I loved the Ovaltine my daft Auntie Bid would make for me before bed each night.Daft because she'd been jilted by the man she wanted to marry and never got over it. More than almost anything else, I loved to hear her stories of when they were young. The best one was how she and my mother would sneak out through the window, after they were supposed to be in bed, and go off to the village to go dancing. There were no flies on my grandmother though, and when they came home, sneaking back in, under cover of darkness, she'd be waiting for them with an ash plant!
I loved taking sandwiches and steaming cans of hot, sweet tea out to the fields to the uncles when they were saving the hay. If the sun was shining they couldn't waste precious time coming back to the house to eat, as you never knew, it being Ireland after all, when the rain clouds would come rolling in.
And when they did, I was given a bag of old fabric scraps, and some needles and thread with which to amuse myself. And this I loved most of all. They didn't know it at the time but they were creating a monster! I was absorbed, for hours at a stretch, making tiny little dolls, and fashioning tiny clothes for them. I have no idea what became of those little dolls, but one of my favourite things to do, to this day, is to take a bag of scraps and making something beautiful from them.
So, back to the job at hand! The first item I made was this shopping bag, from scraps I'd ceased to love;
Then I made this smaller bag from the same family of reject scraps;
Then this, smaller still, passport bag.
While digging in the closet for batting for one of the bags, my hand emerged, clutching some half-made pot holders from a few Christmases ago, which I had conveniently forgotten. I think, at the time, I made so many of them I thought I'd die from doing the same thing over and over. Easily bored I am! But it only took a little while to finish them off for the boutique.
A friend and I saw a pattern for a child's apron at a quilt shop recently. It was cute, but they wanted $9 for the pattern! It looked so simple. Who buys these patterns?? I stashed the idea away in my head. A few days later, in our local fabric shop for a spool of thread [ha! I rarely get out of there with only the thing I came in for!] I found a child's apron pattern among their free leaflets. Bob's your uncle, I was off to harvest childrens' fabrics from the stash rejects. Here are the results:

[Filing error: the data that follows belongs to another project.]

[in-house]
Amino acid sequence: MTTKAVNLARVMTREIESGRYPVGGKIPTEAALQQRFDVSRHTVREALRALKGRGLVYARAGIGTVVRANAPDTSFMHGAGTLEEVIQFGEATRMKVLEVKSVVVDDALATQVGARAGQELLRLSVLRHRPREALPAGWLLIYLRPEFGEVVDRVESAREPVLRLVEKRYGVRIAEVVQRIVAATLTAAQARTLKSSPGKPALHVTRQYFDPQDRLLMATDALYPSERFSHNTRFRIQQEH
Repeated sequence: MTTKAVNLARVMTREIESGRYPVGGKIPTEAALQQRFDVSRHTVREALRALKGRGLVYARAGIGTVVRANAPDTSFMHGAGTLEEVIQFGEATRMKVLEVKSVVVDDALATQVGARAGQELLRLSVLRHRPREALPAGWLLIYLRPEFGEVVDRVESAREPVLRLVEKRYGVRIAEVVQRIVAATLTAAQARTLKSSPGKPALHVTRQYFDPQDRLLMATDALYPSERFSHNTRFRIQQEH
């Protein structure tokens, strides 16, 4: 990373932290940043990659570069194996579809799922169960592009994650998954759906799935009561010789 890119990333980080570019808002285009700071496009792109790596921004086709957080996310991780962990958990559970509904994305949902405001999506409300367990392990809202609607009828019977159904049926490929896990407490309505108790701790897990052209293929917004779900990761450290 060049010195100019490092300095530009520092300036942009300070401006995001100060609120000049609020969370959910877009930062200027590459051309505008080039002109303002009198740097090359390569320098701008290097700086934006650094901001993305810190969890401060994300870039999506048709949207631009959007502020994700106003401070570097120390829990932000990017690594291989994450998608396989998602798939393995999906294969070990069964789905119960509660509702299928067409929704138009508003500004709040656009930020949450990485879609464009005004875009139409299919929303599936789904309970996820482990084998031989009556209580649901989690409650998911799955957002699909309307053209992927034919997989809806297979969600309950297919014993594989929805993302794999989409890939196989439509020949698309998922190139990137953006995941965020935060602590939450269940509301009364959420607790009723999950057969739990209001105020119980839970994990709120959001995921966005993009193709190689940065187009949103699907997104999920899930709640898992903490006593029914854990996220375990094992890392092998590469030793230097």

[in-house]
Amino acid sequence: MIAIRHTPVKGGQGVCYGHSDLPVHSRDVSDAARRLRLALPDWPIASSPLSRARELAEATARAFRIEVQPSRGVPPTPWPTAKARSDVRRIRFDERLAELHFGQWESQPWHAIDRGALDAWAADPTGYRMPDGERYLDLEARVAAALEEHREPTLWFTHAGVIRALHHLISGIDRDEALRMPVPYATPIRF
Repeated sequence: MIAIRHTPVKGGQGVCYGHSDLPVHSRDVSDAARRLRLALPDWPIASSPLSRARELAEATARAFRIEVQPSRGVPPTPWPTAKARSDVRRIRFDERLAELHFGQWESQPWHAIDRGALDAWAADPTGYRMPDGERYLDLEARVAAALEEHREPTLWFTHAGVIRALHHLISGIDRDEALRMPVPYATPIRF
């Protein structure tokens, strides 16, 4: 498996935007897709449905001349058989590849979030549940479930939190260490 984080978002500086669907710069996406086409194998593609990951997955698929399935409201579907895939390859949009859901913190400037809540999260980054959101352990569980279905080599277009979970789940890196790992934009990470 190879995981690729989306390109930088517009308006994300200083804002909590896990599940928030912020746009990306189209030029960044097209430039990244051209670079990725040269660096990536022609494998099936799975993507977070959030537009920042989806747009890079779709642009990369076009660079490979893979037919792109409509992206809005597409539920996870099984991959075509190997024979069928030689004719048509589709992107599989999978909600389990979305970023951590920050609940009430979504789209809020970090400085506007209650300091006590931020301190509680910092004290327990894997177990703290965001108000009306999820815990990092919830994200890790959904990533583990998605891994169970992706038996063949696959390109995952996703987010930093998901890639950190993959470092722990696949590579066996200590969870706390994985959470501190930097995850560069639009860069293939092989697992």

Visiting a friend the other day, she showed me a pattern for that little bird at the top there. We both agreed they'd be cute for the boutique. So we made one, then and there. I left her sewing on her wings, and came home and made one myself.
But I think he's going to stay and live with me! I may make one or two for the boutique, but certainly not a whole flock of them. I think I'm getting burned out. Besides, I have my little pumpkin stitchery to finish;
And then there's the October Bunny Hill Block of the Month calling to me from the design wall,
and every time I go on blogger I find more cute patterns on more quilting sites, and California girl has a birthday coming, and Ohio girl is asking me am I waiting 'til the snow flies to come and see my grandsons, and Britboy and Beloved and Precious Bundle are coming for Christmas......
Something's got to give.
Step away from the sewing machine.
Unplug the infernal thing.
Go do a load of laundry, make supper, look smart about it!
E-mail the friend---the situation has been defused; the rogue machine has been taken into custody;
I am unharmed, but boy, did I have fun!